Disadvantages of the 3D-planning technique include the need for specialized software, the time and effort needed for the preoperative planning, radiation exposure and the costs for the custom-made template and CAT scan. Unfortunately, this review could not shed light on these important aspects of this technique, as data were not provided by any of the included studies. In this systematic review, we found a considerable complication rate of 16%. Corrective osteotomies, however, tend to show higher percentages of complications and do not compare to less complex elective wrist surgery [42].

To fully comprehend the added value of 3D planning corrective osteotomies, we feel a randomized controlled study is inevitable. Leong and colleagues published a protocol for such a trial in 2010, of which the first results are expected early 2018 [43].

With the current advances in 3D printing technology, most techniques reviewed in this study become commercially available. Several companies (e.g., Xilloc BV, Maastricht, The Netherlands or Materialise NV, Leuven, Belgium) provide services to develop patient-specific cutting guides based on CAT data and input by the treating surgeon. The complete process of virtual planning and production of patient-specific implants take 6–8 weeks depending on the complexity of the malunion. Individualized cutting and drilling guides that fit the patients’ bone geometry could make less readily available techniques such as optical tracking devices obsolete. With the importance of accuracy in mind, it is very likely that future osteotomies will go hand in hand with 3D planning techniques.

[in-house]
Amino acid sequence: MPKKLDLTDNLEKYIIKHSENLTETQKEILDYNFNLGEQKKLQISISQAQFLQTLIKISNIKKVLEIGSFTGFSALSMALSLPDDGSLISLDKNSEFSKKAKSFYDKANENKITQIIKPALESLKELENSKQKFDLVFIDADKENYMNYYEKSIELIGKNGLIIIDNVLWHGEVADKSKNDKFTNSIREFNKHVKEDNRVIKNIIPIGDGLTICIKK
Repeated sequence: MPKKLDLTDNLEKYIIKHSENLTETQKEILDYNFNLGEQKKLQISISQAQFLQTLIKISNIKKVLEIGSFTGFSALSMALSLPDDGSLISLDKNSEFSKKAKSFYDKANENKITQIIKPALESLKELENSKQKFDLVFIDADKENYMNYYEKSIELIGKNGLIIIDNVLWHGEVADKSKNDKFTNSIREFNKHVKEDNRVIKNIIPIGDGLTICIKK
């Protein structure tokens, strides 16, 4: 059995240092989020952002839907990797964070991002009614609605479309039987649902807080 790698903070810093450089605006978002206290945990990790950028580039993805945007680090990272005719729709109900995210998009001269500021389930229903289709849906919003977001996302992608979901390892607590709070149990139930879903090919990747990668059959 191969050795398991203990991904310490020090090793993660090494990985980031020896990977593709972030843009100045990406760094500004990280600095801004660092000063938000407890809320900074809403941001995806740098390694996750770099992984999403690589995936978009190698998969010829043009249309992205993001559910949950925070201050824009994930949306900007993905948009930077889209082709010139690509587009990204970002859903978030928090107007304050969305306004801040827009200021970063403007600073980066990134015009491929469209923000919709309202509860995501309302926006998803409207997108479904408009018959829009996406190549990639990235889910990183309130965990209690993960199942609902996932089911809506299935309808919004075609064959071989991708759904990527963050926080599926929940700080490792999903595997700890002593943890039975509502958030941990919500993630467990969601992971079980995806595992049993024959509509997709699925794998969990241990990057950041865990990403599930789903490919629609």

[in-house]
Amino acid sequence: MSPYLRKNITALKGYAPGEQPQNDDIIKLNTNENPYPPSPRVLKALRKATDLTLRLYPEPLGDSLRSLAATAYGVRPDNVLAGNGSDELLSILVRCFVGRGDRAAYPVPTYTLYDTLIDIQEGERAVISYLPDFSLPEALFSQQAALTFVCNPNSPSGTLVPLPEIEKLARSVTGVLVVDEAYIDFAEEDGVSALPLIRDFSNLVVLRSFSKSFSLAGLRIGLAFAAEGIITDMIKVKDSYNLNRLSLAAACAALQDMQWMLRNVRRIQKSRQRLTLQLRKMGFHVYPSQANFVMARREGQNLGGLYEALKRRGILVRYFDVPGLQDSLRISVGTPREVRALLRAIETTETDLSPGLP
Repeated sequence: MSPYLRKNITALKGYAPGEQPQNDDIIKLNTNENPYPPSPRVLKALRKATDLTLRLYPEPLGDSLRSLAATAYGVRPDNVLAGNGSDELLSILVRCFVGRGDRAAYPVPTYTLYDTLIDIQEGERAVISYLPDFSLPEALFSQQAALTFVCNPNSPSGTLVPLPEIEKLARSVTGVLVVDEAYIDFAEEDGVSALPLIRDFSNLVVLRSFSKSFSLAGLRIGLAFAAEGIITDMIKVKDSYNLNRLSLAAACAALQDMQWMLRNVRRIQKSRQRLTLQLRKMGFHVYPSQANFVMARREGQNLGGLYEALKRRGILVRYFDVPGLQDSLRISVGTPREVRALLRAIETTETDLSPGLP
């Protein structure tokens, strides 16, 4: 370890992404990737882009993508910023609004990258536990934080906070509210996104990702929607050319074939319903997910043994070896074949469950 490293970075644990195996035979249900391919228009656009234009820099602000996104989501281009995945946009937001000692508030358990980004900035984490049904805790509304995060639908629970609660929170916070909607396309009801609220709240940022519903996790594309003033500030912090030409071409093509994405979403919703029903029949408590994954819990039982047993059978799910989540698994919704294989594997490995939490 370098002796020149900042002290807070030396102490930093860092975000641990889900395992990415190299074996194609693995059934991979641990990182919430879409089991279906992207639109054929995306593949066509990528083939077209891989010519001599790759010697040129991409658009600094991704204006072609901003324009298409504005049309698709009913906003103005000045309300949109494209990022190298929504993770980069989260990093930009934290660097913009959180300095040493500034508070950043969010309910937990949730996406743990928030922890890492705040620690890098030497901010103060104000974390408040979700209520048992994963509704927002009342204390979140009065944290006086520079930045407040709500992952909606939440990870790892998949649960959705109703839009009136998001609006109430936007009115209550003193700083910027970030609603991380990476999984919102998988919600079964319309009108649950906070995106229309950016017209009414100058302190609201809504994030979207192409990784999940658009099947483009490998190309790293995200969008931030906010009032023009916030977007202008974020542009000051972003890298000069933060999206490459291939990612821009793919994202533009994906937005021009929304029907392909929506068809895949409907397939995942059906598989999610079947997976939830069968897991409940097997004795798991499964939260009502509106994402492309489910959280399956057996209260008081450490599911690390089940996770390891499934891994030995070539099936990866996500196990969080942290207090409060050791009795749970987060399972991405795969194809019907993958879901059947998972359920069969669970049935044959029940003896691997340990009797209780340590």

Conclusion

3D-planned corrective osteotomies show significant improvement to both functional and radiographic results in patients with a malunion of the distal radius. With the current advances in 3D printing technology, it seems a promising technique in the treatment of complex malunions of the distal radius. However, further research is required to draw a definite conclusion on the added value of 3D-planning techniques.

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Appendix: Critical appraisal scored for included studies

Appendix: Critical appraisal scored for included studies

See Table 9.

Table 9 Scores for critical appraisal

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de Muinck Keizer, R.J.O., Lechner, K.M., Mulders, M.A.M. et al. Three-dimensional virtual planning of corrective osteotomies of distal radius malunions: a systematic review and meta-analysis. Strat Traum Limb Recon 12, 77–89 (2017). https://doi.org/10.1007/s11751-017-0284-8

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Keywords

  • 3-Dimensional
  • Corrective osteotomy
  • Distal radius
  • Malunion